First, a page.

Housebuilders Must Improve Employment And Training Practices In Return For Government Aid

Commenting on the Government’s announcement today to kick-start the housing market and assist house builders, construction union UCATT have called on the Government to demand that house builders directly employ staff and train apprentices, in return for the assistance they are receiving.

Housebuilding is the most casualised and dangerous construction sector and comprises 15 per cent of the industry.

UCATT is in possession of letters from Persimmon and Taylor Wimpy, Britain’s two largest house-building companies, stating that they do not intend to directly employ any construction workers in the future.

Rather than employ staff directly major house builders appear to be increasingly determined to use falsely self-employed workers and/or operate through sub-contractors.

By using false self-employment, through the construction industry scheme (CIS), companies do not pay national insurance contributions; avoid paying holiday pay, sick pay and pensions benefits. Workers do not have any employment rights so they can be sacked at a moments notice.

Alan Ritchie, general secretary of UCATT, said: “Sadly our initial fears about the house builders are coming true. It is apparent that they are using the credit crunch as an excuse to sack workers and then hire new staff on a false self-employed basis. They are sitting on huge land banks and once the market recovers they will use a further casualised workforce to boost their profits. The Government, which is shoring up the industry, should use its influence to block this approach.”

In 2006/7 the last year for which figures are available there were 15 fatalities in the housebuilding sector, a doubling in the number of deaths from 2005/6. UCATT believes that the majority of the deaths are caused by casualisation and a willingness to cut corners with regard to health and safety.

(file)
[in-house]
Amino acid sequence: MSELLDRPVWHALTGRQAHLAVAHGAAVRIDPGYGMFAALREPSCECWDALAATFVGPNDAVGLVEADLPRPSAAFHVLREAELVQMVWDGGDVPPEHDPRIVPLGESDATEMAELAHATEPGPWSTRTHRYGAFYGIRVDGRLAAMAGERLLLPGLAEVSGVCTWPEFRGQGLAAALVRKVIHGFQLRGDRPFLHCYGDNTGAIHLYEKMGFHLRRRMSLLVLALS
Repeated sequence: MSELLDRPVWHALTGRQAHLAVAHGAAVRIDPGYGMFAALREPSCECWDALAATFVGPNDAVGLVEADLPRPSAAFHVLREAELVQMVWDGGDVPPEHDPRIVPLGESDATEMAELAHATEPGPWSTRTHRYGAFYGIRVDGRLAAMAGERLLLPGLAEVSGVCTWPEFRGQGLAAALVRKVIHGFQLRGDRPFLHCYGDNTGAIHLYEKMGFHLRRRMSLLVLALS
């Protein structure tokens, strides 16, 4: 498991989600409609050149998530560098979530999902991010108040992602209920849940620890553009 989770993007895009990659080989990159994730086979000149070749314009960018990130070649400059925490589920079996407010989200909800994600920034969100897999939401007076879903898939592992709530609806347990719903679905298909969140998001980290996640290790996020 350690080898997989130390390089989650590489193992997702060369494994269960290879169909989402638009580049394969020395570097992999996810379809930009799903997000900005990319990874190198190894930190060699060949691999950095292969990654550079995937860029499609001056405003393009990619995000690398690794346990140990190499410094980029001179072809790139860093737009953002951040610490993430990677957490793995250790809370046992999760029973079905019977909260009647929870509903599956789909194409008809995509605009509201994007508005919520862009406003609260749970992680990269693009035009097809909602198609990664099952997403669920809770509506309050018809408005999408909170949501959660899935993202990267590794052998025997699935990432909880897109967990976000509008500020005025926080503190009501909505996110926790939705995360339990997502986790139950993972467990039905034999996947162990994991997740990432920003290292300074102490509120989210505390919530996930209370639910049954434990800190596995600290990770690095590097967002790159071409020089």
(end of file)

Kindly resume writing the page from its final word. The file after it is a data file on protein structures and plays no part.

Highly fragmented sub-contracting chains regularly seen on housing sites, also increase accidents and injuries as key safety messages are not passed on, or are lost.

Mr Ritchie added: “ House builders in general have a terrible record when it comes to injuries. Every death is an individual tragedy and most were easily preventable. Questions needed to be asked about why the industry is allowed to get away with killing such a large number of its workforce.”

UCATT welcome proposals to ensure that existing construction apprentices will be given assistance with finding a new employer if they are laid off by a house building company but believe that further measures are needed.

Mr Ritchie, further added: “Even when house building was booming they employed just a few hundred apprentices. This year house builders are set to recruit virtually no new apprentices. This short termist attitude is set to further increase skills shortages in the industry. If house builders want to continue to receive assistance then they must take greater responsibility for the training needs of the industry and their sector.”

For Further information contact Barckley Sumner on 0780 2329235

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